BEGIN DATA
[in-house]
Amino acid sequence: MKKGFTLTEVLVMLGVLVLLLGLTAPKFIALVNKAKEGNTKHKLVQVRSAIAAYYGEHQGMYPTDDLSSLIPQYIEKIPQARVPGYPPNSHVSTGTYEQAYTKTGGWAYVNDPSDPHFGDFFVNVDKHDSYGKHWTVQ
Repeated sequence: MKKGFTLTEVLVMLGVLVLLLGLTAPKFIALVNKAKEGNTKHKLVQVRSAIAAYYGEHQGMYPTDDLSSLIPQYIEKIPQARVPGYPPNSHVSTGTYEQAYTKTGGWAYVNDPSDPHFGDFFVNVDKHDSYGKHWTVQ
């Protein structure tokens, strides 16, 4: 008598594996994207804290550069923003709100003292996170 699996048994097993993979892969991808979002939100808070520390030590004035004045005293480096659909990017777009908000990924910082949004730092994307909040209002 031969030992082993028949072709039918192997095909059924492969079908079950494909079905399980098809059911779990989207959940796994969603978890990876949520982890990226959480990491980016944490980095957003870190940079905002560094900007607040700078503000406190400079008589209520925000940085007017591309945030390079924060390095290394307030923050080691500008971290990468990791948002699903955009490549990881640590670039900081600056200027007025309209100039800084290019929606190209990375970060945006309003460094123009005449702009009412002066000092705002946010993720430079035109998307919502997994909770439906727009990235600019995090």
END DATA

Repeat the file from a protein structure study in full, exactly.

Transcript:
[in-house]
Amino acid sequence: MKKGFTLTEVLVMLGVLVLLLGLTAPKFIALVNKAKEGNTKHKLVQVRSAIAAYYGEHQGMYPTDDLSSLIPQYIEKIPQARVPGYPPNSHVSTGTYEQAYTKTGGWAYVNDPSDPHFGDFFVNVDKHDSYGKHWTVQ
Repeated sequence: MKKGFTLTEVLVMLGVLVLLLGLTAPKFIALVNKAKEGNTKHKLVQVRSAIAAYYGEHQGMYPTDDLSSLIPQYIEKIPQARVPGYPPNSHVSTGTYEQAYTKTGGWAYVNDPSDPHFGDFFVNVDKHDSYGKHWTVQ
């Protein structure tokens, strides 16, 4: 008598594996994207804290550069923003709100003292996170 699996048994097993993979892969991808979002939100808070520390030590004035004045005293480096659909990017777009908000990924910082949004730092994307909040209002 031969030992082993028949072709039918192997095909059924492969079908079950494909079905399980098809059911779990989207959940796994969603978890990876949520982890990226959480990491980016944490980095957003870190940079905002560094900007607040700078503000406190400079008589209520925000940085007017591309945030390079924060390095290394307030923050080691500008971290990468990791948002699903955009490549990881640590670039900081600056200027007025309209100039800084290019929606190209990375970060945006309003460094123009005449702009009412002066000092705002946010993720430079035109998307919502997994909770439906727009990235600019995090």